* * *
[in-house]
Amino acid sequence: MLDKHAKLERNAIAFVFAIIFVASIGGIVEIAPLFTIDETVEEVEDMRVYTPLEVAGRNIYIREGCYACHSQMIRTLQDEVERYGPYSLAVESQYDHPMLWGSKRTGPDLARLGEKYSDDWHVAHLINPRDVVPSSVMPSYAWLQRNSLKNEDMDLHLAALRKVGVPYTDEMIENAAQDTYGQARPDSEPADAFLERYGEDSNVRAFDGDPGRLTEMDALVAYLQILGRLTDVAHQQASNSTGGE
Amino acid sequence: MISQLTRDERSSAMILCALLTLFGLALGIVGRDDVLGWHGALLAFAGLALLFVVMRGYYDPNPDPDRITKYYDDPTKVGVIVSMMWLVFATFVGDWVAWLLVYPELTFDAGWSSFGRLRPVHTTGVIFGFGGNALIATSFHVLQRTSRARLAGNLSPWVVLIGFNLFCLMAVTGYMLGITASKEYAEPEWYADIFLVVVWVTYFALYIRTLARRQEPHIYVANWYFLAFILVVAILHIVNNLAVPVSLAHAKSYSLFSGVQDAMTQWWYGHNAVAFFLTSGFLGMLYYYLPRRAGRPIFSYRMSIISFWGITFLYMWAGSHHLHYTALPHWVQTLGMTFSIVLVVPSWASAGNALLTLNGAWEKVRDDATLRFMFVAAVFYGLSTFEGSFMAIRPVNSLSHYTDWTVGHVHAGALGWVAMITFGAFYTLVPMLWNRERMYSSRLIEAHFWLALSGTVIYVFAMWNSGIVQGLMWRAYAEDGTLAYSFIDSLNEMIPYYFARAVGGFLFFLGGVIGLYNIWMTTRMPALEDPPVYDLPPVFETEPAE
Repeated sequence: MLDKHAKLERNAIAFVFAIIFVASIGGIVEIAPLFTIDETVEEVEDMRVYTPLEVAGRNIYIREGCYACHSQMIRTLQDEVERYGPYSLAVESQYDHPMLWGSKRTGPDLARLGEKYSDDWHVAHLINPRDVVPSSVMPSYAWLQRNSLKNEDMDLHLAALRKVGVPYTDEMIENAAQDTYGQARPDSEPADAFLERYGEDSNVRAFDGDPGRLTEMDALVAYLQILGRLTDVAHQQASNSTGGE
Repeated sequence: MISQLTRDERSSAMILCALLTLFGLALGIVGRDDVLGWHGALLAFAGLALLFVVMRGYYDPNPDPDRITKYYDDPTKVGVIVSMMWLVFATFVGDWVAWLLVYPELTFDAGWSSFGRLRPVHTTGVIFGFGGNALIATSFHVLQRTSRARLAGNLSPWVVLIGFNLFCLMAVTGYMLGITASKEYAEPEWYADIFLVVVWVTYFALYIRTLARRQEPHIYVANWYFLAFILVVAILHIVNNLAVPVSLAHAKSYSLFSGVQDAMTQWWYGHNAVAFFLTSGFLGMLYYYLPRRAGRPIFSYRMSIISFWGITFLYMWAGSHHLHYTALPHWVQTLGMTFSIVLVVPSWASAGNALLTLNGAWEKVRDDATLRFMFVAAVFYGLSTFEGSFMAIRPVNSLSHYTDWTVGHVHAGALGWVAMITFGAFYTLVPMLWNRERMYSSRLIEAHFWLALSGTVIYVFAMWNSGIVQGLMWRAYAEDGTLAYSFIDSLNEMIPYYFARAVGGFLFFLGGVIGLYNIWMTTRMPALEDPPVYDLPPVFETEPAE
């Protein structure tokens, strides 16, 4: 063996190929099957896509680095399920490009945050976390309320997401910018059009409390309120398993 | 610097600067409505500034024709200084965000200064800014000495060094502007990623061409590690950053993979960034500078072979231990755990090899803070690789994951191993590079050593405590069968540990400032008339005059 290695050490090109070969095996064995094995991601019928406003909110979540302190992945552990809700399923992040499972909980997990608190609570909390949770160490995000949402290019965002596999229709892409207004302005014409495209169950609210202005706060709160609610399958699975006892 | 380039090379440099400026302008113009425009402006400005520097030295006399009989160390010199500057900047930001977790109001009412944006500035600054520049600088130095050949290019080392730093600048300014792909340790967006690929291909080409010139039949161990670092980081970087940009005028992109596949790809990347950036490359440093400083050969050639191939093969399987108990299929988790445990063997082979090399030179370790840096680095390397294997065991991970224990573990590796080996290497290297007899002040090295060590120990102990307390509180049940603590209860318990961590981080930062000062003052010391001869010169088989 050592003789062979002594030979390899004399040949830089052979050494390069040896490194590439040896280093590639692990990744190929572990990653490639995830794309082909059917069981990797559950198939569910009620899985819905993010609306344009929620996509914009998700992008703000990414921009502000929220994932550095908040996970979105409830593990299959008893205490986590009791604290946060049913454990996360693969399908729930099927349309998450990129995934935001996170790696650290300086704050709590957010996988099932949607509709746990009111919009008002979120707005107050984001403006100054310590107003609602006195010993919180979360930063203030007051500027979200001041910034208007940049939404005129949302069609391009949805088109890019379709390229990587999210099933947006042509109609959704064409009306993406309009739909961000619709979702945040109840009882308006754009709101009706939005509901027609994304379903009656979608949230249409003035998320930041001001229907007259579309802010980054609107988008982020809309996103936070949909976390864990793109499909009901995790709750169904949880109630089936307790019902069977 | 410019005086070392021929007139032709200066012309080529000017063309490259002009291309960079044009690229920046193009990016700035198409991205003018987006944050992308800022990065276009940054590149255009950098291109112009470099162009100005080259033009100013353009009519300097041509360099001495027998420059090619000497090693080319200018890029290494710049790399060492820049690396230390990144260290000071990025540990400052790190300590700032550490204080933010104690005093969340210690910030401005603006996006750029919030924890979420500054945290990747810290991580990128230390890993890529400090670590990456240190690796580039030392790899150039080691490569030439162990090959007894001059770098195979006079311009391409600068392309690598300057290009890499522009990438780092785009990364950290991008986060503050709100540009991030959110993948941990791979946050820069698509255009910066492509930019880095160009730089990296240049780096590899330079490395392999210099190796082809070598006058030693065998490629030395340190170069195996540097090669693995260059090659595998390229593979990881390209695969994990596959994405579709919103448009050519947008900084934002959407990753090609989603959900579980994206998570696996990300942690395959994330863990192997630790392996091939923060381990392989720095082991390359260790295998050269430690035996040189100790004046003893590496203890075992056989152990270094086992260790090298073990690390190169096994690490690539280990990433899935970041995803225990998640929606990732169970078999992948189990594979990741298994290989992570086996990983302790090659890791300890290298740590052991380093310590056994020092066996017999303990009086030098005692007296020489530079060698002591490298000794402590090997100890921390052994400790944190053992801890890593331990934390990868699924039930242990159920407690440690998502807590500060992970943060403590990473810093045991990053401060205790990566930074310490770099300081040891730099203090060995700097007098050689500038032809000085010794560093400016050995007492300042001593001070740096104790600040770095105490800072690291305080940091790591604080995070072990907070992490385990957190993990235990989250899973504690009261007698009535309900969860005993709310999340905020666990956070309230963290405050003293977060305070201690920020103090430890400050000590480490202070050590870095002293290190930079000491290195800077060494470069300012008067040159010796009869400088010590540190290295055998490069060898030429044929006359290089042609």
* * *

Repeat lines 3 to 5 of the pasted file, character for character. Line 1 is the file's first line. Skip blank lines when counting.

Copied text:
Amino acid sequence: MISQLTRDERSSAMILCALLTLFGLALGIVGRDDVLGWHGALLAFAGLALLFVVMRGYYDPNPDPDRITKYYDDPTKVGVIVSMMWLVFATFVGDWVAWLLVYPELTFDAGWSSFGRLRPVHTTGVIFGFGGNALIATSFHVLQRTSRARLAGNLSPWVVLIGFNLFCLMAVTGYMLGITASKEYAEPEWYADIFLVVVWVTYFALYIRTLARRQEPHIYVANWYFLAFILVVAILHIVNNLAVPVSLAHAKSYSLFSGVQDAMTQWWYGHNAVAFFLTSGFLGMLYYYLPRRAGRPIFSYRMSIISFWGITFLYMWAGSHHLHYTALPHWVQTLGMTFSIVLVVPSWASAGNALLTLNGAWEKVRDDATLRFMFVAAVFYGLSTFEGSFMAIRPVNSLSHYTDWTVGHVHAGALGWVAMITFGAFYTLVPMLWNRERMYSSRLIEAHFWLALSGTVIYVFAMWNSGIVQGLMWRAYAEDGTLAYSFIDSLNEMIPYYFARAVGGFLFFLGGVIGLYNIWMTTRMPALEDPPVYDLPPVFETEPAE
Repeated sequence: MLDKHAKLERNAIAFVFAIIFVASIGGIVEIAPLFTIDETVEEVEDMRVYTPLEVAGRNIYIREGCYACHSQMIRTLQDEVERYGPYSLAVESQYDHPMLWGSKRTGPDLARLGEKYSDDWHVAHLINPRDVVPSSVMPSYAWLQRNSLKNEDMDLHLAALRKVGVPYTDEMIENAAQDTYGQARPDSEPADAFLERYGEDSNVRAFDGDPGRLTEMDALVAYLQILGRLTDVAHQQASNSTGGE
Repeated sequence: MISQLTRDERSSAMILCALLTLFGLALGIVGRDDVLGWHGALLAFAGLALLFVVMRGYYDPNPDPDRITKYYDDPTKVGVIVSMMWLVFATFVGDWVAWLLVYPELTFDAGWSSFGRLRPVHTTGVIFGFGGNALIATSFHVLQRTSRARLAGNLSPWVVLIGFNLFCLMAVTGYMLGITASKEYAEPEWYADIFLVVVWVTYFALYIRTLARRQEPHIYVANWYFLAFILVVAILHIVNNLAVPVSLAHAKSYSLFSGVQDAMTQWWYGHNAVAFFLTSGFLGMLYYYLPRRAGRPIFSYRMSIISFWGITFLYMWAGSHHLHYTALPHWVQTLGMTFSIVLVVPSWASAGNALLTLNGAWEKVRDDATLRFMFVAAVFYGLSTFEGSFMAIRPVNSLSHYTDWTVGHVHAGALGWVAMITFGAFYTLVPMLWNRERMYSSRLIEAHFWLALSGTVIYVFAMWNSGIVQGLMWRAYAEDGTLAYSFIDSLNEMIPYYFARAVGGFLFFLGGVIGLYNIWMTTRMPALEDPPVYDLPPVFETEPAE